I declare my INTERdependence with my community, both those with whom I live with and love, and those who I know in passing, and those far-flung citizens of the world who I will never know, yet with whom i am inextricably intertwined. No one and no thing is independent of its context or relationships. Everything is interconnected. I believe in co-liberation.

I don’t believe in imaginary borders.

I am a citizen of the world, a citizen of watershed, a citizen of bioregion, a citizen of the cosmos.

A Creek Runs Through It – Dispatch from the Watershed Poetry Festival

The real work of planet-saving will be small, humble, and humbling, and (insofar as it involves love) pleasing and rewarding. – Wendell Berry

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Vincent Medina, Ohlone Poet

When I saw the post for the Watershed Environmental Poetry Festival in Berkeley on Poetry Flash, I knew that I had to attend. I was in need of both creative and moral inspiration, in this era of drought, climate change, and ecosystem collapse. And I am always enchanted by sweet nature-infused wordsmithery, especially celebrations of water, trees, and land.

This was my first time, though it is celebrating its 21st year. The Watershed Festival emerged during the tenure of former U.S. Nobel Laureate and Pulitzer Prize and National Book Award-winner Robert Hass in the 1990s, when he launched the national Watershed Initiative. It continues today as an international poetry competition, River of Words, which encourages “children to make art and poetry about their watersheds.”

The day began with a walk along Strawberry Creek, starting on UC Berkeley campus and tracing above ground the route the creek takes underground until it reaches the bay.

The themes of poems on Saturday ranged from a tribute to the forests accompanied by a jazz-funk trio, to readings from an anthology dedicated to California State Parks called What Redwoods Know. But the highlight for me was two performances, equal parts edifying and inspiring: one by a local indigenous man and the other by middle school students who were part of California Poets in the Schools.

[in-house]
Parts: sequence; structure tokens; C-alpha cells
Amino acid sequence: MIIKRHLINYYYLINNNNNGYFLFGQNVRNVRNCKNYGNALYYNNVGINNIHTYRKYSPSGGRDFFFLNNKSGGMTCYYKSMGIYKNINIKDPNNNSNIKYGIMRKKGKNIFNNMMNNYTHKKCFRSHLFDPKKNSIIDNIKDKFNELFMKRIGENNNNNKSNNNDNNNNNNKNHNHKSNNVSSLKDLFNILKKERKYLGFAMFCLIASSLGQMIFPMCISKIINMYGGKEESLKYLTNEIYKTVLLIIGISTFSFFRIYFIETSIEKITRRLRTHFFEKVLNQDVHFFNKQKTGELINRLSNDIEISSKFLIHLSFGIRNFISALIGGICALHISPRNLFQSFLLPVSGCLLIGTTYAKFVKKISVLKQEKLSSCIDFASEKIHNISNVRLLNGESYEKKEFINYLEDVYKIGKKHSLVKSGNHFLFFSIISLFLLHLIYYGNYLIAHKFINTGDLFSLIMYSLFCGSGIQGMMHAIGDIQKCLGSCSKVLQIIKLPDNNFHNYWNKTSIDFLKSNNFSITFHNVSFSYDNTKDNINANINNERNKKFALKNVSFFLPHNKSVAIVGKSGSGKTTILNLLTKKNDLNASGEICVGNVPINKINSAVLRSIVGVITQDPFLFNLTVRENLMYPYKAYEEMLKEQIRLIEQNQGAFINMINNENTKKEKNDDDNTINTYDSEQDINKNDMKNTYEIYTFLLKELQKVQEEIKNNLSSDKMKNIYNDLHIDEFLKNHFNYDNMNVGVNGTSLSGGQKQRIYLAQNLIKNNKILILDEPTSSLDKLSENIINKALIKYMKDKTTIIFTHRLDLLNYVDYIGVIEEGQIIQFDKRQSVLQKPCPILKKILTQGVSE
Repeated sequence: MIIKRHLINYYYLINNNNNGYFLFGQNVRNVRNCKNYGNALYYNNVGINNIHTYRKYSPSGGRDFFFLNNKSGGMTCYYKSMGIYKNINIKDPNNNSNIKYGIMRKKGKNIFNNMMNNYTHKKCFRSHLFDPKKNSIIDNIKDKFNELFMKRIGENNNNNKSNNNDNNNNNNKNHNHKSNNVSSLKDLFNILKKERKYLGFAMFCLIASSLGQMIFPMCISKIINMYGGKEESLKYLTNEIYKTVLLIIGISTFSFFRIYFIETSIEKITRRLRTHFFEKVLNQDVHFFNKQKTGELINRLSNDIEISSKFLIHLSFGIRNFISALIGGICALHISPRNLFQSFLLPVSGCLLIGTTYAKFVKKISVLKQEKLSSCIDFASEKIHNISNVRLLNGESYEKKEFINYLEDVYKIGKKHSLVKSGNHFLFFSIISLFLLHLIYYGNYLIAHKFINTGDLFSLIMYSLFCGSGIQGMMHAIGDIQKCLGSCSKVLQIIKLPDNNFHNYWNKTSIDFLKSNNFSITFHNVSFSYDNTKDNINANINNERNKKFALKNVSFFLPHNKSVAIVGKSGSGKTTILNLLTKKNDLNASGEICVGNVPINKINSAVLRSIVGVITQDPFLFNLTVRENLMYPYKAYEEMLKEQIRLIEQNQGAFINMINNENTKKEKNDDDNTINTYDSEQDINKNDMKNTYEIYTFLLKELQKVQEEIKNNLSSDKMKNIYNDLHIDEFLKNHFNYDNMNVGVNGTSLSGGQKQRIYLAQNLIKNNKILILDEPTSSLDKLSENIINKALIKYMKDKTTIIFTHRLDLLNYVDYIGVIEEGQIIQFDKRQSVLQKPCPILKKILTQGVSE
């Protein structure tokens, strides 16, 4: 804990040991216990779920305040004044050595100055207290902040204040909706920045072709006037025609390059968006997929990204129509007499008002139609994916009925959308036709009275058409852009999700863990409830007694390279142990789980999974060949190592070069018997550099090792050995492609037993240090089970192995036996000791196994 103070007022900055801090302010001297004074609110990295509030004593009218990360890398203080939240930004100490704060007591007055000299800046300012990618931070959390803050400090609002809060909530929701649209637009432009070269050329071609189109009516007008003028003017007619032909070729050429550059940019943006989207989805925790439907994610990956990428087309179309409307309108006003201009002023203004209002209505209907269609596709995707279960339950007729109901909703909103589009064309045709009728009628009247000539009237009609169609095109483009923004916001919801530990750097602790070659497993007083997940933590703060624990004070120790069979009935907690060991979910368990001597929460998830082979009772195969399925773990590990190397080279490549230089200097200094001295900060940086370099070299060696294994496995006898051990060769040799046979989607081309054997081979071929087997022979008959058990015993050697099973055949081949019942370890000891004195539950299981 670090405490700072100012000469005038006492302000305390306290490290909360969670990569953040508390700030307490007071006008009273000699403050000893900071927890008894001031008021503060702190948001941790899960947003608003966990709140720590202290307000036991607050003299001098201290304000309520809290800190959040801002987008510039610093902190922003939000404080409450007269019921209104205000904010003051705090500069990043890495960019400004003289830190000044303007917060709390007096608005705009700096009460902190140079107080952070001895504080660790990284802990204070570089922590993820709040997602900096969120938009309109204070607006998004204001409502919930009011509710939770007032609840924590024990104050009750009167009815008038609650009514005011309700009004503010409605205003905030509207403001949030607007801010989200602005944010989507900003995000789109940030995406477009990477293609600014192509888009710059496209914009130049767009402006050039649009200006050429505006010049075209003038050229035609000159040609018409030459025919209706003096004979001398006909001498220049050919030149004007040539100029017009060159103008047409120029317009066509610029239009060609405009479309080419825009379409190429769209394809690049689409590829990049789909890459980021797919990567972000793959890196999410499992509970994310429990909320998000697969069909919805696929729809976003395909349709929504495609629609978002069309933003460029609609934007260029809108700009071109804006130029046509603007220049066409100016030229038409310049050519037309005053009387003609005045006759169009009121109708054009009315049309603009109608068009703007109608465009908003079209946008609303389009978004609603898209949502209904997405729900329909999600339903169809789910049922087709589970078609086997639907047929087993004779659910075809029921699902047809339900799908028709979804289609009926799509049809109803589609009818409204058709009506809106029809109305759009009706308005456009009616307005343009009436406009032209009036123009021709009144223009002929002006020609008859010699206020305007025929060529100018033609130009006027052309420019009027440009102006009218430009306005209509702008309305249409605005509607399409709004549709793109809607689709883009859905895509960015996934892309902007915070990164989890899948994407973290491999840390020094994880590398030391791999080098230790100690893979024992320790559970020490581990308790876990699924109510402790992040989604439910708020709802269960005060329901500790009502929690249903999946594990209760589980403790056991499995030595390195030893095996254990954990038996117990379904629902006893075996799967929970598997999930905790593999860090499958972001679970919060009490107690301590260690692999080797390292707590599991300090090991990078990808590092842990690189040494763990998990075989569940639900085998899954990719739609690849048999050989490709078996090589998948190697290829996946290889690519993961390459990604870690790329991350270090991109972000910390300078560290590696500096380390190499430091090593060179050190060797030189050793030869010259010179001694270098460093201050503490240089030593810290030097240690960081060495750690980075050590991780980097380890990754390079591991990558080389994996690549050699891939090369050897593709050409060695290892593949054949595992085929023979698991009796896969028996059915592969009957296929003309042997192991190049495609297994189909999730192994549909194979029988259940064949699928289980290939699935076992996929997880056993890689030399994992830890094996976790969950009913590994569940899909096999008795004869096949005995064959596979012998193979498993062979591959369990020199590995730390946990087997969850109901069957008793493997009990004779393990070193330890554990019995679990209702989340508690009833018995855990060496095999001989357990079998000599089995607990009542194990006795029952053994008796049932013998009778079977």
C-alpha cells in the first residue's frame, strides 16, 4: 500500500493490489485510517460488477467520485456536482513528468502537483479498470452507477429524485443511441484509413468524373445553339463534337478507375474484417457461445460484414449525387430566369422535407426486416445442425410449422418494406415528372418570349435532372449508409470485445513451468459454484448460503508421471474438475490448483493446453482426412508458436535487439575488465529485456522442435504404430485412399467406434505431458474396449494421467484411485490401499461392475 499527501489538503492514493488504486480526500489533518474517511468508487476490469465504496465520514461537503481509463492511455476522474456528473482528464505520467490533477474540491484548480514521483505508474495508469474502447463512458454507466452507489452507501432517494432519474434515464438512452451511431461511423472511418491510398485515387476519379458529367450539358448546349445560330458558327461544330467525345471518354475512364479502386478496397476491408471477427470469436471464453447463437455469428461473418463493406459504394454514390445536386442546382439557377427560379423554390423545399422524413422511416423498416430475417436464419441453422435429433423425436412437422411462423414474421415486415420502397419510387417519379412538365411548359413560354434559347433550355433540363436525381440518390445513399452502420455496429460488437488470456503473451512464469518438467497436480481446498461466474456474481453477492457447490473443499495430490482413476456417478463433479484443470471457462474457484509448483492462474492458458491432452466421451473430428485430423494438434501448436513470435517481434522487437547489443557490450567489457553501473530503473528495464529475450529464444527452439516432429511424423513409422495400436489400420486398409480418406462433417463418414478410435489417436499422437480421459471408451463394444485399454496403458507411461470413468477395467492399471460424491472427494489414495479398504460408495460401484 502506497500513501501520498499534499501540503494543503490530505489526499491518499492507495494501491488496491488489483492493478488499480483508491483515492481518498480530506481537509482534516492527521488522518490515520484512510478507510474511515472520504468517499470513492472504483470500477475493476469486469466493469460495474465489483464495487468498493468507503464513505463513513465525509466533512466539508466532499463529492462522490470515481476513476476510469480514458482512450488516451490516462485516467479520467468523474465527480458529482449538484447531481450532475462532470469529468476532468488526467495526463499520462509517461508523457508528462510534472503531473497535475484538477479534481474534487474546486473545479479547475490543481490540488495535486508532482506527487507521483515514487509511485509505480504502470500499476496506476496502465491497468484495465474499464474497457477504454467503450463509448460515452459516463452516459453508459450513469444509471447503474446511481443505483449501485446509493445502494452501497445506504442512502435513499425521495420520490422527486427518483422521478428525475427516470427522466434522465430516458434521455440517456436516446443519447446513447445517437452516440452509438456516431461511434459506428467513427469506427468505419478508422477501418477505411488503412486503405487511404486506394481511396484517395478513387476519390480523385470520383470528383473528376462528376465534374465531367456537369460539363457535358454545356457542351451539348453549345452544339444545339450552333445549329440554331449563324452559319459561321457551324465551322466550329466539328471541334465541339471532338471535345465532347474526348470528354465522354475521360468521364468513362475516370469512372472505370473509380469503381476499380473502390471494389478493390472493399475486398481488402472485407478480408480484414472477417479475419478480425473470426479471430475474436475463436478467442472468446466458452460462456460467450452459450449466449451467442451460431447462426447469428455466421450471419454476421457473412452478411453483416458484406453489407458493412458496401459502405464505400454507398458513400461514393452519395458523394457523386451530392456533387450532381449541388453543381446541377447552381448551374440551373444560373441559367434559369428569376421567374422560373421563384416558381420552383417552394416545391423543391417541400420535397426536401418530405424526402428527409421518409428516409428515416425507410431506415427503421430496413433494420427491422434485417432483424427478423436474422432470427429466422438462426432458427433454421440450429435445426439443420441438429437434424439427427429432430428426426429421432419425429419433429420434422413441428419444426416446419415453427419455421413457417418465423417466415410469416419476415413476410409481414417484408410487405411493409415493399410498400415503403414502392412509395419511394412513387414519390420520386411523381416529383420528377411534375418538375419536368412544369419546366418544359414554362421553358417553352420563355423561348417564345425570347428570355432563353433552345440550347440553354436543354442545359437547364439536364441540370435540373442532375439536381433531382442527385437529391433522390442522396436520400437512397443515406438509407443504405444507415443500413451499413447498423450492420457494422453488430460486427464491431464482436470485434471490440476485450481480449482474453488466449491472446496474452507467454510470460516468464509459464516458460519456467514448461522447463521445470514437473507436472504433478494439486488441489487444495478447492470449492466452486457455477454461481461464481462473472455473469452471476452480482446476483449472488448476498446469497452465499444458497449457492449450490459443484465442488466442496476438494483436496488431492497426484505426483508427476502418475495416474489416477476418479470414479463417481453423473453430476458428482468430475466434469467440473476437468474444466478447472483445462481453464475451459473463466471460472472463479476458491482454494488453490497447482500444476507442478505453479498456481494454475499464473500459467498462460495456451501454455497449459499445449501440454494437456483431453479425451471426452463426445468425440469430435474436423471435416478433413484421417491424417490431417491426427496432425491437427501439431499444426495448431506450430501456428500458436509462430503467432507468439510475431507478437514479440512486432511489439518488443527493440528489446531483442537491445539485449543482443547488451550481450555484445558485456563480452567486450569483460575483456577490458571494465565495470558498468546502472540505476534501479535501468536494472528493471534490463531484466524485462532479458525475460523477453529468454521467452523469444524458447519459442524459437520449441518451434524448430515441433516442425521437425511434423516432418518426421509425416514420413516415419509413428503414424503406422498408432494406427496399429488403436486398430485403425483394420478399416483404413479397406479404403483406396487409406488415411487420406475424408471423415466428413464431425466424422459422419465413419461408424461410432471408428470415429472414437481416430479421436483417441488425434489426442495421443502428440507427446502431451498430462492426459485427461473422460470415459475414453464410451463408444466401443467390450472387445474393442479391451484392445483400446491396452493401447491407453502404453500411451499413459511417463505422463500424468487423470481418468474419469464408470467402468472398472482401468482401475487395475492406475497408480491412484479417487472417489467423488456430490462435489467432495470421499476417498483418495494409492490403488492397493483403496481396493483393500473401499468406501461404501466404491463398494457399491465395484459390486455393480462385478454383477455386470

Vincent Medina is a member of an Muwekma Ohlone tribe. He spoke about his language Chochenyo, which, like much indigenous language and culture, has been the victim of erasure and suppression at the hands of colonial powers and outsiders, from the Spaniards to contemporary U.S. capitalism and imperialism. He is on a mission:”Reawaken” his ancestral language after it had “gone to sleep.” He didn’t grow up speaking the language, but his grandmother did and he began digging into archives and talking with elders. He is now conversationally fluent in Chochenyo.

The language connects them to the land and their ancestors, he said. To their oldest selves. And Chochenyo’s combination of rough and smooth sounds mirror the landscape of this bioregion, which the Ohlone have inhabited for at least several thousand years.

If you live in the East Bay, your mountain is Mt. Diablo, a name given by Spanish colonialists. But in Medina’s language it is called Tuyshtak, meaning something like “Place of the Day” or “at the dawn of time.” Tuyshtak was a sacred site for the Ohlone and features in many of their stories. From Altamont Pass to the ocean, the ups and downs of the land texture their historic sense of place. In preserving his language and anchoring it in the land, he was saying, “We have no intention of leaving.”

Medina then shared a poem and a phrase in Chochenyo that translates as “We are related.” It reminded me of the Lakota phrase, Mitakuye Oyasin, “All my relations,” both invocation and reaffirmation of our true interconnectedness – one our modern economy and worldview have largely forgotten.

If you ever need a boost in mood and hope for humanity, listen to kids read their poetry. Ten kids, ages 8-13, shared poems about submission, about the wonder of lizards growing their tails back, about bees dying, about stars that shine even when you can’t see them, and about pretty wishes sparkling in the night.

Their poems were so crisp, honest, unfiltered, and perceptive. Find out more about California Poets in the Schools.

The festival was a great reminder that we must begin to honestly see the natural world around us and to resurrect words that reaffirm the sacredness of that world and our connection with it. In doing so, we honor both our place and ourselves. If we are to cultivate living in proper relation to our home, language is a great place to start.


P.S. You can get a map of Oakland-Berkeley creeks and watersheds here and find lots of resources on Bay Area local watersheds at the Watershed Project and EBMUD.